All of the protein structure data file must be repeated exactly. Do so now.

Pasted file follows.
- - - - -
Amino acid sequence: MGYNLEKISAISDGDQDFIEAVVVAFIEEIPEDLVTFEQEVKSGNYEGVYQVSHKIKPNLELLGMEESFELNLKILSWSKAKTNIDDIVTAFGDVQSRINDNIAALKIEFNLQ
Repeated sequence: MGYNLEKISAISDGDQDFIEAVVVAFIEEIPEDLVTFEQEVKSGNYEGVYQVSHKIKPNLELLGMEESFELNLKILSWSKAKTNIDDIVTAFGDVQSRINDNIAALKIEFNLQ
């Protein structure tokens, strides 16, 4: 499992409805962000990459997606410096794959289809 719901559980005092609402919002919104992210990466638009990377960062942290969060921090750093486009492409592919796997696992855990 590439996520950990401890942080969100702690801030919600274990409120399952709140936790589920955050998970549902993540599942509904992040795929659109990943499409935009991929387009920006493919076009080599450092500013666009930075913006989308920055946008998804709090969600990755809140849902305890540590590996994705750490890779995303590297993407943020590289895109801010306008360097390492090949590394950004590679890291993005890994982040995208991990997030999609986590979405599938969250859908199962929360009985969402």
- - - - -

Amino acid sequence: MGYNLEKISAISDGDQDFIEAVVVAFIEEIPEDLVTFEQEVKSGNYEGVYQVSHKIKPNLELLGMEESFELNLKILSWSKAKTNIDDIVTAFGDVQSRINDNIAALKIEFNLQ
Repeated sequence: MGYNLEKISAISDGDQDFIEAVVVAFIEEIPEDLVTFEQEVKSGNYEGVYQVSHKIKPNLELLGMEESFELNLKILSWSKAKTNIDDIVTAFGDVQSRINDNIAALKIEFNLQ
């Protein structure tokens, strides 16, 4: 499992409805962000990459997606410096794959289809 719901559980005092609402919002919104992210990466638009990377960062942290969060921090750093486009492409592919796997696992855990 590439996520950990401890942080969100702690801030919600274990409120399952709140936790589920955050998970549902993540599942509904992040795929659109990943499409935009991929387009920006493919076009080599450092500013666009930075913006989308920055946008998804709090969600990755809140849902305890540590590996994705750490890779995303590297993407943020590289895109801010306008360097390492090949590394950004590679890291993005890994982040995208991990997030999609986590979405599938969250859908199962929360009985969402």